FIG. 3 is a one-quarter longitudinal section view of an upper portion of the cylinder 40 and the piston rod 42 for the hydraulic ram 26, showing the rod bearing and seal assembly 46 and a seal wear indicator 112. The seal wear indicator 112 provides an operator feedback in regard to the wear of seals in the rod bearing and seal assembly 46, and when the seals of the rod bearing and seal assembly 46 require replacement. The rod bearing and seal assembly 46 includes a wiper 104, a packing 106 and a sleeve bearing 108, each disposed in respective associated glands formed into the interior diametrical surface of a metal housing secured to the upper rend of the cylinder 40. A flow port 110 is provided to extend through the housing and into fluid communication with an annular space extending between the housing and the piston rod 42, between the wiper 104 and the packing 106. As the seals 106 wear, an increasing amount of hydraulic fluid will pass between the seal 106 and the piston rod 42, through the flow port 110, and through a flow line into an inlet port of the seal wear indicator 112. The seal wear indicator 112 has a metal manifold 114 and a sight chamber 116 which is removably secured to the manifold 114. Preferably, the sight chamber 116 is provided by a glass jar which is threadingly secured to the manifold 114. The seal wear indicator 112 has an outlet port which is connected directly to the reservoir fluid 20 to return any overflow of fluid from the seal wear indicator 112 to the reservoir 20. During normal operation, the sight chamber 116 may take an extended period of time to fill, during which time an operator may note the amount of the hydraulic fluid found in the sight chamber 116 and can unscrew or otherwise remove the sight chamber 116 from the manifold to empty into the reservoir 20 the captured hydraulic fluid leaked by the seal 106. As the seals 106 near the end of their useful life and require replacement, the sight chamber 116 will fill up much more frequently, which provides an indication to an operator that the seals 106 require replacement. In other embodiments, sensors may be provided which provide an electric signal indicating incremental amounts of hydraulic fluid which leaks past the seals 106, providing an indication or alarm signal indicating that the seals 106 should be replaced.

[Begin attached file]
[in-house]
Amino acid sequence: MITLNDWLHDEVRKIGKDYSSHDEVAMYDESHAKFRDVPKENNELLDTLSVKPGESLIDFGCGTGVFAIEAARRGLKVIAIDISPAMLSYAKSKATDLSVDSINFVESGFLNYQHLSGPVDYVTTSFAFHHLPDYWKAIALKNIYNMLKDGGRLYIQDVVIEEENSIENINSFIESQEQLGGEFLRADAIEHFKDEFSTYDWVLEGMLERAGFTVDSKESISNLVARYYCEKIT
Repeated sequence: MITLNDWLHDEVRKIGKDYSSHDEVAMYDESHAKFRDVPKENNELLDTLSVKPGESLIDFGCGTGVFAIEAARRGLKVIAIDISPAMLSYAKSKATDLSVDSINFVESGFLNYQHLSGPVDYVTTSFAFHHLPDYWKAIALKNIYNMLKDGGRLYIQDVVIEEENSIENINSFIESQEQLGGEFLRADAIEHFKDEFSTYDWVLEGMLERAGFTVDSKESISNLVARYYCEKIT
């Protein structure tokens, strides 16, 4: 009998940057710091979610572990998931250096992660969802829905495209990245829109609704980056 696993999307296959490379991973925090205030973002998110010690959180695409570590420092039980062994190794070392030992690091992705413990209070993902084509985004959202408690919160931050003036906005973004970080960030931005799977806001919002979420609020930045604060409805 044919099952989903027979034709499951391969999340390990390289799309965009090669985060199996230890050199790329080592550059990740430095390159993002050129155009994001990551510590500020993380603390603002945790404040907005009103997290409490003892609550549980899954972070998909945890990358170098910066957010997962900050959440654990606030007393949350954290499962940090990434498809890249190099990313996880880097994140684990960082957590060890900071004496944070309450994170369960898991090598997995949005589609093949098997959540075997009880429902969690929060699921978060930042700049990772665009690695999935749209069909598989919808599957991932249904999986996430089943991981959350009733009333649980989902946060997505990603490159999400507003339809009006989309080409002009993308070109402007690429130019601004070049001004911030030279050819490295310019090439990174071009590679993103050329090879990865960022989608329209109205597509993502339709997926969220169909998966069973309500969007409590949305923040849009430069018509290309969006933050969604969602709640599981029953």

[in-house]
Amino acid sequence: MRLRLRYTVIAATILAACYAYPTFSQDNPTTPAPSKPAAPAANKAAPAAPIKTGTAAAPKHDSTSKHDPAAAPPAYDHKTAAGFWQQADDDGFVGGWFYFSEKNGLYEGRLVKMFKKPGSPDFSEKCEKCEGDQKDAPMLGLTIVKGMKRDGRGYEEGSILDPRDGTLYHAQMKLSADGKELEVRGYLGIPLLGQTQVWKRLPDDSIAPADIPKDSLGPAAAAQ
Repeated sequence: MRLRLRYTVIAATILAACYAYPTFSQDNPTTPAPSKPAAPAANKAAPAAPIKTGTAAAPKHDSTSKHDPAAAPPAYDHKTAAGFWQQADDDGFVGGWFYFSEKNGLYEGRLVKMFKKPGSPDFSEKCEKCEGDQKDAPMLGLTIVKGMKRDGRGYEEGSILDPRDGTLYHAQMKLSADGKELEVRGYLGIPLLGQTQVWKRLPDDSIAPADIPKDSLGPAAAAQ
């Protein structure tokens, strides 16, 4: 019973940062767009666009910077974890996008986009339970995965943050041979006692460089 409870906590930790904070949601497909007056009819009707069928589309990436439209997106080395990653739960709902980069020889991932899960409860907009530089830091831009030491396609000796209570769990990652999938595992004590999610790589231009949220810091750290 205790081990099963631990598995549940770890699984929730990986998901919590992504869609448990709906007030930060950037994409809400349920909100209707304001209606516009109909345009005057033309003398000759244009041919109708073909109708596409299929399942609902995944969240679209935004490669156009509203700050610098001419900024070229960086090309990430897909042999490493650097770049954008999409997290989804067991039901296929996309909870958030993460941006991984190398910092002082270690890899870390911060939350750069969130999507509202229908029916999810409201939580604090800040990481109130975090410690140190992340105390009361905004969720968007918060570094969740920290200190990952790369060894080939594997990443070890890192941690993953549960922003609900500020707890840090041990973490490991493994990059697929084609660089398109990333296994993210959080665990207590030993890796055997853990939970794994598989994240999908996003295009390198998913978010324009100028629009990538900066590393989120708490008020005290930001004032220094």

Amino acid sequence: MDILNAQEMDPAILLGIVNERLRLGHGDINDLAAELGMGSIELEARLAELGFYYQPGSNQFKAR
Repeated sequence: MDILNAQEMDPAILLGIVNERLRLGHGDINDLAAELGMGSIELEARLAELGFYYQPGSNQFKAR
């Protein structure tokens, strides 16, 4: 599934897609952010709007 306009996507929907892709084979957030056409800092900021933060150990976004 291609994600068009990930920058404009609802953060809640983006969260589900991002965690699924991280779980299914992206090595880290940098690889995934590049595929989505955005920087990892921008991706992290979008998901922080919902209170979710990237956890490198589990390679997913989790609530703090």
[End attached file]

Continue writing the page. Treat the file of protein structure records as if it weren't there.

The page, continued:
The hybrid hydraulic-electric pumping unit made according to the present invention provides advantages over the prior art. The pumping unit 12 comprises a single acting hydraulic ram 26, traveling block 28, belt 30, and a hydraulic power unit 18. During a downstroke, the pumping unit provides for regeneration and recapture of energy used during the up-stroke. The sucker rod load is used during the downstroke to provide useable energy for placing back into the power grid, reducing costs for operating the pumping unit. The hydraulic pump which is used on the up-stroke a conventional flow mode for moving pressurized hydraulic fluid into the hydraulic ram, is modified during operation for use in a reverse flow mode on the downstroke as a hydraulic motor for converting the potential energy from the sucker rod load into the electric motor. The electric motor is operated above synchronous speeds to generate power back into the meter and the power grid. Preferably, controls for the hydraulic pump are operated to determine the rate at which fluids flows from the ram and through the pump, such as by selectively positioning the swash plate to determine a counterbalance flow rate at which hydraulic fluid flows from the ram back into the pump and is returned to a reservoir. In other embodiments, valving may be utilized to control flow, or a combination of valving and pump controls.